Iron Ore: Supported by position squaring
Iron ore prices received a boost this week to reverse recent weakness. Traders have been covering short positions ahead of public holidays in China next week leading to a rally in the commodity. With exchanges due to be closed next week for the National Day holidays, we have seen traders squaring up positions ahead of the break. These moves were learnt further support as Oil rallied in response to news that OPEC has agreed on a production, marking the first deal to curb output since 2008.
These moves in Iron can also be attributed to disrupted mining activity this week as power outages in Southern Australia caused some mines to close. Iron ore prices have been under pressure recently as a growing number of analysts continue to forecast downward price moves over the remainder of the year and next year also due to supply-demand imbalances.
Chinese Manufacturing data on Friday failed to provide a catalyst for further bullish momentum with the indicator printing 50.1 as expected. With China accounting for around two-thirds of global Iron demand, industrial and manufacturing indicators are key drivers of movement in the metal. Recent restrictions on real estate development in China have weighed on Iron ore prices with Chinese futures prices declining, increasing bearish sentiment.
With a series of big production projects on the horizon analysts expect oversupply in the market to deepen, leading to further declines in price. Gina Rinehart’s Roy Hill mine is expected to increase production to 55 million tonnes per year beginning early 2017 whilst Rio Tinto’s planned Silvergrass mine received approval last month.
Platinum: Workers strikes continue
Platinum prices remain volatile as workers strikes continue to disrupt production. Reports this week noted a breakdown in wage negotiations between the national union of mineworkers, South Africa’s second-largest union, and the country’s main platinum producers: Anglo American Platinum and Impala Platinum.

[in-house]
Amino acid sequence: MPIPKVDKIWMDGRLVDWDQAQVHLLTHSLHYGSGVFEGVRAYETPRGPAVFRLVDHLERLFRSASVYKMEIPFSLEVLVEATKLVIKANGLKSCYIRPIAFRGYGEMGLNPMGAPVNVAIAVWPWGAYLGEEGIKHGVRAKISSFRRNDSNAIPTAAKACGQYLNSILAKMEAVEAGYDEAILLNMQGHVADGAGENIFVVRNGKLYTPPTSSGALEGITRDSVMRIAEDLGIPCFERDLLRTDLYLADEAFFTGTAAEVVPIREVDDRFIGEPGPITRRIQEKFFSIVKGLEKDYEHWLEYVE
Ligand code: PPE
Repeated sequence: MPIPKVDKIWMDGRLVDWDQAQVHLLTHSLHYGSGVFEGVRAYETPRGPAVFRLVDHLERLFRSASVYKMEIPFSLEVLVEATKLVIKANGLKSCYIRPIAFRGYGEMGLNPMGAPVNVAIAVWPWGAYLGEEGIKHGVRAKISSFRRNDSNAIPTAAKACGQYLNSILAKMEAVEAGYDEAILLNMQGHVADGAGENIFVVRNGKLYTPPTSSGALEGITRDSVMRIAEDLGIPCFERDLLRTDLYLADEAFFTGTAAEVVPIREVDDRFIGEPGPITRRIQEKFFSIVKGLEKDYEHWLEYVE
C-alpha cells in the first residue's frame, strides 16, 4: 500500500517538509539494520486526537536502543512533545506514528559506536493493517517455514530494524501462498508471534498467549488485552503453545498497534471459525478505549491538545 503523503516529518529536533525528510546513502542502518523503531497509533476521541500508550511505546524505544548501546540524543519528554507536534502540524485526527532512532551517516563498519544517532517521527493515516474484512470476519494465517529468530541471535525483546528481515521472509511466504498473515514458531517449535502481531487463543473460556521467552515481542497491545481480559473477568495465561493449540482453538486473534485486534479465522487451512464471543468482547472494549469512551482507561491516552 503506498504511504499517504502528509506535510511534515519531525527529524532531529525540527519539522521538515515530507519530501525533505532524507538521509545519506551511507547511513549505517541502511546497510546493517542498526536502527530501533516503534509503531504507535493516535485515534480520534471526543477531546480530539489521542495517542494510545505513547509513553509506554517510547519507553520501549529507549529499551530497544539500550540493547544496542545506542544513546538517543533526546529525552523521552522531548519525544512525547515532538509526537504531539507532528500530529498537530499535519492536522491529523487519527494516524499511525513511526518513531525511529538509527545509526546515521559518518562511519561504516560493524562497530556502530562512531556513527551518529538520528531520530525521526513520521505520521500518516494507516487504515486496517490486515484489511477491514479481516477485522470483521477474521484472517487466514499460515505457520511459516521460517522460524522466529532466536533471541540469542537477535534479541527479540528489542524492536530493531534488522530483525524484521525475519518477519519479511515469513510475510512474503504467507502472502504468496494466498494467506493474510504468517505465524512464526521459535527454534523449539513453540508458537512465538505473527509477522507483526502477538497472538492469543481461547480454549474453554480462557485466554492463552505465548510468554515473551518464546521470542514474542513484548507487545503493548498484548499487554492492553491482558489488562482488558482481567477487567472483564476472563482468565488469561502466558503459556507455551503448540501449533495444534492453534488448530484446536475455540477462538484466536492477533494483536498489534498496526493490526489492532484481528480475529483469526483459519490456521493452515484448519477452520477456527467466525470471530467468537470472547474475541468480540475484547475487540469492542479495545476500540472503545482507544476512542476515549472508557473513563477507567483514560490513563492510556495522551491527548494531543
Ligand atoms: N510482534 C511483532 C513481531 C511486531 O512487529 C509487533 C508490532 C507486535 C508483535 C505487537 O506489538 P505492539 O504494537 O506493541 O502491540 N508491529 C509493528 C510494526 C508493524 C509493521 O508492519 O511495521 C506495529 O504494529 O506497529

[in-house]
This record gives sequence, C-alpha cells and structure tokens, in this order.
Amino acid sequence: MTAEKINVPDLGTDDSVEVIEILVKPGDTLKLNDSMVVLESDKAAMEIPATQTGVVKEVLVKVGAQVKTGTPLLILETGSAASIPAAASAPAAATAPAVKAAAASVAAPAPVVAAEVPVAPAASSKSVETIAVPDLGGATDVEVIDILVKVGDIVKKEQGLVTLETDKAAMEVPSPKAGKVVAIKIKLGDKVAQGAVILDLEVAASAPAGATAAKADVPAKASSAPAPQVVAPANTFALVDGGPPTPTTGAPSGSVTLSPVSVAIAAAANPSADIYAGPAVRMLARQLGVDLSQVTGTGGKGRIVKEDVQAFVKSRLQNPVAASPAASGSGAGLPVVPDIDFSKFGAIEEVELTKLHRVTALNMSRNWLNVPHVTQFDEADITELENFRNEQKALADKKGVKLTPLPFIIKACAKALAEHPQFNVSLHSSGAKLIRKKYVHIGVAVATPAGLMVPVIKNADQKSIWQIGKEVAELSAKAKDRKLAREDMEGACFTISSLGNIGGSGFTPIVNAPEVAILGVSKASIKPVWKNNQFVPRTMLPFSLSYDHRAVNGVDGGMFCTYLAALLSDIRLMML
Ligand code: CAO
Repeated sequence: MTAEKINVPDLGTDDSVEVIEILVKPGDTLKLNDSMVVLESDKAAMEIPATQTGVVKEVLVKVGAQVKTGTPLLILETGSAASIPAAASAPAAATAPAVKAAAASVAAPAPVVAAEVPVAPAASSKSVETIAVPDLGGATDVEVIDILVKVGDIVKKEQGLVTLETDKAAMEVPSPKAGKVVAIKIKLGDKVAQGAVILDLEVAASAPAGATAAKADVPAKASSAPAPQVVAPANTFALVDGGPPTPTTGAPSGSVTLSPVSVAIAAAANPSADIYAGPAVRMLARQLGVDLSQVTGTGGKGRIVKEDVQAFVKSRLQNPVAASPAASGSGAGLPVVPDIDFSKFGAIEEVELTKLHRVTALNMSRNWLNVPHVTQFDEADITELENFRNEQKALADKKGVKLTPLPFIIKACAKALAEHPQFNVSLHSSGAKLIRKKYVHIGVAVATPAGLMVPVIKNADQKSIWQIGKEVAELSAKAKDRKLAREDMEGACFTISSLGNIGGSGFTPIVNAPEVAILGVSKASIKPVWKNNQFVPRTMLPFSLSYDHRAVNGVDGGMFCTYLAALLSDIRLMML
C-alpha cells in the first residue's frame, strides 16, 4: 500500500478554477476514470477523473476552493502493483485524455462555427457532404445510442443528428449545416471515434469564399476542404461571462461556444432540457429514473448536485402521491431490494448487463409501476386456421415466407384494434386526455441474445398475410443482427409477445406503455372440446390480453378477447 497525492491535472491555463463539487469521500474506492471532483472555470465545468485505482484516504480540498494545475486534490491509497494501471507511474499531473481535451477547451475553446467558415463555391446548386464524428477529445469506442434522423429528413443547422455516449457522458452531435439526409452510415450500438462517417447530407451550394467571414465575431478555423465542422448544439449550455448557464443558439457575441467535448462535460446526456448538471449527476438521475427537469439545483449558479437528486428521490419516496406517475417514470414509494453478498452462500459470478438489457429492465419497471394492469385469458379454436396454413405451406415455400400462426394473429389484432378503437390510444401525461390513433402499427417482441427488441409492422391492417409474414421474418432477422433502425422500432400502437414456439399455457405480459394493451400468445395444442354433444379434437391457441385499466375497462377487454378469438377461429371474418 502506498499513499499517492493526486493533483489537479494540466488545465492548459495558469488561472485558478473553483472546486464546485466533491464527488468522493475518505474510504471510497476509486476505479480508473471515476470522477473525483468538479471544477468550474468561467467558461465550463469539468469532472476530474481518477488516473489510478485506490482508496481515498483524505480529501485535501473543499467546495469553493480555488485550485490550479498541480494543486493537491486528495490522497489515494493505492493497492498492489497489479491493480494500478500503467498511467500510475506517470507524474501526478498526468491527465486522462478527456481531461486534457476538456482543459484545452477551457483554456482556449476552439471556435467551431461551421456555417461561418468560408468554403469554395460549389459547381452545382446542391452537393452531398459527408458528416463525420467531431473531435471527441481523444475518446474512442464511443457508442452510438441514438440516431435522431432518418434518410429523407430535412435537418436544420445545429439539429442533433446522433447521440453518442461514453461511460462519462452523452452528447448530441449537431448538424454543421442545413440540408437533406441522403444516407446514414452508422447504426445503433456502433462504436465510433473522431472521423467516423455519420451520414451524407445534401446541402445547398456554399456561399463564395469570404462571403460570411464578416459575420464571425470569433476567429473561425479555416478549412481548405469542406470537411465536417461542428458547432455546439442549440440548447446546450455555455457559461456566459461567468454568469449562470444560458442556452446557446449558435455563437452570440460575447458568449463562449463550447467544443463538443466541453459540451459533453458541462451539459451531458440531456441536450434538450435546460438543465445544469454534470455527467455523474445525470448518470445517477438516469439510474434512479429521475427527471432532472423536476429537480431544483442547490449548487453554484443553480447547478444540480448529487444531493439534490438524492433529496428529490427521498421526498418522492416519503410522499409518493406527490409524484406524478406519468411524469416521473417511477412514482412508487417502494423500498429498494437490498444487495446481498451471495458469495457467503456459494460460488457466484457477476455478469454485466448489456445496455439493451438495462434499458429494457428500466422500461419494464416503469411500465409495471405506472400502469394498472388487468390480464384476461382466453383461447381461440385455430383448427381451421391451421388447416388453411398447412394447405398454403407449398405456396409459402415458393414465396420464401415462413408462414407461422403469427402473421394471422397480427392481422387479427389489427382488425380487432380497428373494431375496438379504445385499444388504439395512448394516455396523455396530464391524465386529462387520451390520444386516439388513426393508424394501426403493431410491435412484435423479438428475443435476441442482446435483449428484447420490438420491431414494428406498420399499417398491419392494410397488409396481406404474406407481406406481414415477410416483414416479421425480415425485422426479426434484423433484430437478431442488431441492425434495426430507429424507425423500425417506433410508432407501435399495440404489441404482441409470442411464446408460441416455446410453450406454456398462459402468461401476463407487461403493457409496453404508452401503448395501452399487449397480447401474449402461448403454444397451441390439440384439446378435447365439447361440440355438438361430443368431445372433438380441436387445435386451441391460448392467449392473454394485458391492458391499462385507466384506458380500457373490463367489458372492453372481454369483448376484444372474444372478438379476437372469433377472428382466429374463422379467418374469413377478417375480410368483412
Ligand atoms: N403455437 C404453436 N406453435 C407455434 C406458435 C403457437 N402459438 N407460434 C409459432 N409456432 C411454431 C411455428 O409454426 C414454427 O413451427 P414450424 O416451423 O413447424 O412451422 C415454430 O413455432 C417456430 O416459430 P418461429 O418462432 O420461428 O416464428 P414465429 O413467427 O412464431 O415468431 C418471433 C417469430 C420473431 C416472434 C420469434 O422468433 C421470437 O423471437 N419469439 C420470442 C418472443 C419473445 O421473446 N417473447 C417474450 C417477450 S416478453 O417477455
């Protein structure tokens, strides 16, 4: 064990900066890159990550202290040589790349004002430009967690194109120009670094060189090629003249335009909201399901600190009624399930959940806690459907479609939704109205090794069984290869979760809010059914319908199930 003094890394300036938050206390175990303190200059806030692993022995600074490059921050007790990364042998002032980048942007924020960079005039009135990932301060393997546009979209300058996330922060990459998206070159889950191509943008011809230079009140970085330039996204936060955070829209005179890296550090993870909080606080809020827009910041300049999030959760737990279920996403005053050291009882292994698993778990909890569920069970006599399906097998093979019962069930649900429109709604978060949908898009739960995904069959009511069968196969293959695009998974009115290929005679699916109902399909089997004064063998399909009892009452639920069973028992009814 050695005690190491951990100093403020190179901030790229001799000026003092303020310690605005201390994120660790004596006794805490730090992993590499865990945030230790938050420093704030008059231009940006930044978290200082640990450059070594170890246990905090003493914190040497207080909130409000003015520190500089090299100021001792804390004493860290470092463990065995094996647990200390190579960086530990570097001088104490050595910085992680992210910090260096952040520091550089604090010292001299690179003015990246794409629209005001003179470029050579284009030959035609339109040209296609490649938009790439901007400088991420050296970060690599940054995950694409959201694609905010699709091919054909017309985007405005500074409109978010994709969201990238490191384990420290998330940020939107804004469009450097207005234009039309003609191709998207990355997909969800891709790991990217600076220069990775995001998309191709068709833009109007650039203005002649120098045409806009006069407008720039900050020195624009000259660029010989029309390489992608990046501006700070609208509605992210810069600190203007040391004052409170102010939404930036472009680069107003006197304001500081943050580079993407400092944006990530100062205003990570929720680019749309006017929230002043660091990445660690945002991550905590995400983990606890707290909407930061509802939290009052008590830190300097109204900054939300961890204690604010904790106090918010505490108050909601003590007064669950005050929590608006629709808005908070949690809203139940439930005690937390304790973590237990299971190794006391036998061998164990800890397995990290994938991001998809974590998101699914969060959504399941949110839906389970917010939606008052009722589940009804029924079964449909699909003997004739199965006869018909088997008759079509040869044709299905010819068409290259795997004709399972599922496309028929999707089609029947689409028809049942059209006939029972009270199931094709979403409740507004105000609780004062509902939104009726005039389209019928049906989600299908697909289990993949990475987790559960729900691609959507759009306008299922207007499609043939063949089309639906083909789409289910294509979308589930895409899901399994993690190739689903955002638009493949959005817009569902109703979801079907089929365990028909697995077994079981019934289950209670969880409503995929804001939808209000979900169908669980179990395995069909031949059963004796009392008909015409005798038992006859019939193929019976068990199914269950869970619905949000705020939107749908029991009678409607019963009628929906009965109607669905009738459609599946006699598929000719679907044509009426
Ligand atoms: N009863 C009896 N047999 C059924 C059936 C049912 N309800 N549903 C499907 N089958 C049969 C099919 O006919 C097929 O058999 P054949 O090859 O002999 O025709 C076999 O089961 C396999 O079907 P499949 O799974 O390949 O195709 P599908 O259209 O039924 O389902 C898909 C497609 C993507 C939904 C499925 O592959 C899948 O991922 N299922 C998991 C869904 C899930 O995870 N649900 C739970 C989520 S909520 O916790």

Half of the workforce at Impala’s refining services walked out on Tuesday as negotiations over pay and benefits faltered. Impala has offered a 7.5% wage increase, which falls short of the union’s demands of 9.5%. The national union of miners has also demand a 14.5% wage increase for Anglo American who so far have offered 6.5%.
The strikes continue to degrade South Africa’s platinum output. The country remains the largest global producer of platinum but last around a million ounces of production as a consequence of a five-month strike in 2015.
Copper: Recovers Losses On Oil Moves
Copper prices recovered initial weakness driven by positive sentiment aligned to the moves in Oil prices on the back of the OPEC deal announcement but remain roughly flat on the week. Sluggish demand in domestic markets has led to the squaring of positions in copper futures, keeping prices subdued. Copper had been firmer over recent weeks due to better data out of China which signalled a pickup in demand. In line manufacturing data on Friday, however, was not enough to fuel further upside in the metal.
Zinc: Rally continues
Zinc prices have continued to rally this week as structurally weaker supply keeps the market bid. This continued rally comes amidst reports that China has discovered its largest Lead and Zinc mine which has around 19 million tonnes of lead and zinc in reserve. Whilst this increased supply is expected to weigh on prices in the future, for now, a shortage in mine production keeps the rally intact.
The shutdown of two major mines in 2015, in Australia and Ireland, caused a significant shift in the supply/demand landscape which fuelled a surge in prices. These moved were further by China who recently ordered the closure of all lead and zinc mines in areas of the Hunan province. Consequently, China is expected to have a 33 million tonne deficit of mined zinc in 2016 keeping prices supported.